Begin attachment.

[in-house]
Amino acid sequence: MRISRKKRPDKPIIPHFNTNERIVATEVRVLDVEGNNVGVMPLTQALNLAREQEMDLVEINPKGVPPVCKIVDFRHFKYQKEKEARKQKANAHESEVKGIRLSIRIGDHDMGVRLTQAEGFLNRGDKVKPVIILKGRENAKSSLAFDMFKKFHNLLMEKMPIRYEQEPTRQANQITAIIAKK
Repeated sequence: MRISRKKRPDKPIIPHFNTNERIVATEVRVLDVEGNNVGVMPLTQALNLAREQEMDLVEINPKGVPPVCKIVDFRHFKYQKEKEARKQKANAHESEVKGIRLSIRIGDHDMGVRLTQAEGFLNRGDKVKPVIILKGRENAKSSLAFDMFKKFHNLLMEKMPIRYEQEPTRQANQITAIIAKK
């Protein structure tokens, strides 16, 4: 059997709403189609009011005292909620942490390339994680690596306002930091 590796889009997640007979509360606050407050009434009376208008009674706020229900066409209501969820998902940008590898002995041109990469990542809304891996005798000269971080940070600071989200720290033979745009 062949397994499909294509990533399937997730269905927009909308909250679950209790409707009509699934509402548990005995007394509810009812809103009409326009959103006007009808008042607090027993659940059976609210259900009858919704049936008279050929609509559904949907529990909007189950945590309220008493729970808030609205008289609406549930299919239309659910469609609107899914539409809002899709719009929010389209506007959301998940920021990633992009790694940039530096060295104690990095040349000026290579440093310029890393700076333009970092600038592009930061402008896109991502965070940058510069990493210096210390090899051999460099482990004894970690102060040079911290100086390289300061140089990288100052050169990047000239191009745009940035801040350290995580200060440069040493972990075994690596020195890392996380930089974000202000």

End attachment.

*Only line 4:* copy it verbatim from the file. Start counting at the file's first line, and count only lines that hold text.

């Protein structure tokens, strides 16, 4: 059997709403189609009011005292909620942490390339994680690596306002930091 590796889009997640007979509360606050407050009434009376208008009674706020229900066409209501969820998902940008590898002995041109990469990542809304891996005798000269971080940070600071989200720290033979745009 062949397994499909294509990533399937997730269905927009909308909250679950209790409707009509699934509402548990005995007394509810009812809103009409326009959103006007009808008042607090027993659940059976609210259900009858919704049936008279050929609509559904949907529990909007189950945590309220008493729970808030609205008289609406549930299919239309659910469609609107899914539409809002899709719009929010389209506007959301998940920021990633992009790694940039530096060295104690990095040349000026290579440093310029890393700076333009970092600038592009930061402008896109991502965070940058510069990493210096210390090899051999460099482990004894970690102060040079911290100086390289300061140089990288100052050169990047000239191009745009940035801040350290995580200060440069040493972990075994690596020195890392996380930089974000202000």